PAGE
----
In MONSTER ZONE, Danny Dawkins (voiced by Jamie Bell) is a young science whiz who's having a tough time in his school. As a science whiz, he's the target of bullying, and the teacher in charge of the science fair -- the mother of one of the kids who bully him -- is bored by Danny's science project involving nanotechnology. Fortunately for Danny, he's rescued by Principal Evans, the principal of the elite Cranston Genius School in England. Learning of Danny's science aptitude, she offers him free tuition to attend Cranston, take advanced science classes, and be classmates with other science prodigies. This is all a dream come true for Danny, until he arrives and soon arouses the scorn and contempt of the pompous Professor Stern, and provokes the anger of Liz (Ruby Rose), his roommate who actually had wanted to be lab partners with Danny, but he refused, saying that he always goes it alone. Soon, Danny is in danger of failing Professor Stern's class and getting kicked out of Cranston, so with Liz's help, they try to fix the school's atomic particle generator, hoping that this will give Danny the high grades and respect he's trying to earn. While they do get the reactor started, they open up a portal to a land populated with an army of drooling and ugly monsters. They also inadvertently rescue the chivalrous Mothman, who was once a human assistant to Professor Stern but is now a light-loving moth fueled by hot sauce. As the monsters enter the portal and begin to terrorize Cranston, Danny, Liz, and Mothman must find a way to stop the monsters, save their school, and rescue the planet.

Is it any good?

This animated movie manages to be just OK. It's a 3D-animated feature centered on Danny, a young science prodigy given the chance to attend a prestigious science academy in England, and the monsters he unleashes with the help of his roommate Liz after they fix an atomic particle reactor and open up a portal through which the monsters can enter our world and wreak havoc. There's a reliance on gross-out humor involving bodily fluids, and in the cruelty of bullies, either as kids or as authority figures. The humor throughout isn't memorable, but it's mildly amusing at times.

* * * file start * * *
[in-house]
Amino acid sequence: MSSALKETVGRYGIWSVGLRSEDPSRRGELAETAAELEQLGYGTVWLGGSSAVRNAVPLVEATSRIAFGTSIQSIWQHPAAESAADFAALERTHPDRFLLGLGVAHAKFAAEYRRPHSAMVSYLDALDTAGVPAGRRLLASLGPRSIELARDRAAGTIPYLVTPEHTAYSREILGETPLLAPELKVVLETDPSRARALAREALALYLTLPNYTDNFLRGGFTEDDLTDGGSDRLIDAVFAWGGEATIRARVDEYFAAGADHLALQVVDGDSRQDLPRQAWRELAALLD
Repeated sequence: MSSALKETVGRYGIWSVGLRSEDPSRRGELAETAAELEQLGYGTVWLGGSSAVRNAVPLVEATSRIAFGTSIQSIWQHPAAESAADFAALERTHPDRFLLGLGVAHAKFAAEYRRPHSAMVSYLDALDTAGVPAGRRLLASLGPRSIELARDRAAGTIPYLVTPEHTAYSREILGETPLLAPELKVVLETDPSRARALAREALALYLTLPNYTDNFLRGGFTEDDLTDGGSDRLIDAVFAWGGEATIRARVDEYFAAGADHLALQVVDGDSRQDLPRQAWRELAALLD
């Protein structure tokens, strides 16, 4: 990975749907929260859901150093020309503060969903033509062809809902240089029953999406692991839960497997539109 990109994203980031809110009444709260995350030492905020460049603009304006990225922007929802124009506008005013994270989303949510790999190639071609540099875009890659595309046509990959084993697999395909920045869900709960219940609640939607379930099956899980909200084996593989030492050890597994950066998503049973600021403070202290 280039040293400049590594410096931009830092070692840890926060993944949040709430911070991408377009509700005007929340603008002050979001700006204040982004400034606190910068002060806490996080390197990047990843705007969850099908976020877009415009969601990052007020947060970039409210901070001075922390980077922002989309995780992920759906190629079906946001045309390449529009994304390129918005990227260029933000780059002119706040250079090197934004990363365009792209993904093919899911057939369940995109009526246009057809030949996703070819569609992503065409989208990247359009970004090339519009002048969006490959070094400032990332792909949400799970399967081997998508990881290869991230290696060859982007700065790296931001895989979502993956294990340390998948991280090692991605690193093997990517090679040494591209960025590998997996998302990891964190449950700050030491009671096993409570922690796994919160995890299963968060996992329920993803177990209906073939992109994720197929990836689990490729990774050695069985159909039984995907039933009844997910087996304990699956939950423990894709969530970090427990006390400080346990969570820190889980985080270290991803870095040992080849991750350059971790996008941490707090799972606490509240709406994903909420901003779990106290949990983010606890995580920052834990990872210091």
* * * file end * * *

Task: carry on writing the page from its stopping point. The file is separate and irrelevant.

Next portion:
The animation and voice-overs are also fine, if not special. There's a positive message involving teamwork that's likely to get lost in the images of tentacled monsters throwing characters around, or slimy monsters drooling from their razor-sharp fangs, or humans captured by plants until their eyes attain a tell-tale zombie glow. The story does remain consistent, though -- unlike in the countless Pixar rip-offs released worldwide in the CGI universe -- and it's easy enough to follow. But there's nothing particularly remarkable about Monster Zone. It's neither good nor bad, and most likely to inspire little more than a shrug.

Talk to your kids about ...

  • Families can talk about the violence in Monster Zone. While there was plenty of unrealistic animated violence involving the monsters, how was violence like bullying portrayed in the movie?

  • How were adults represented here? Why do so many animated movies have incompetent or mean grown-ups?

  • Does the movie's message about teamwork break through to viewers, or does it get lost in the silly story and violence?

  • Were there any stereotypes in the movie? If so, which ones? Why are stereotypes harmful?

Movie details

Our editors recommend

For kids who love monsters

Themes & Topics

Browse titles with similar subject matter.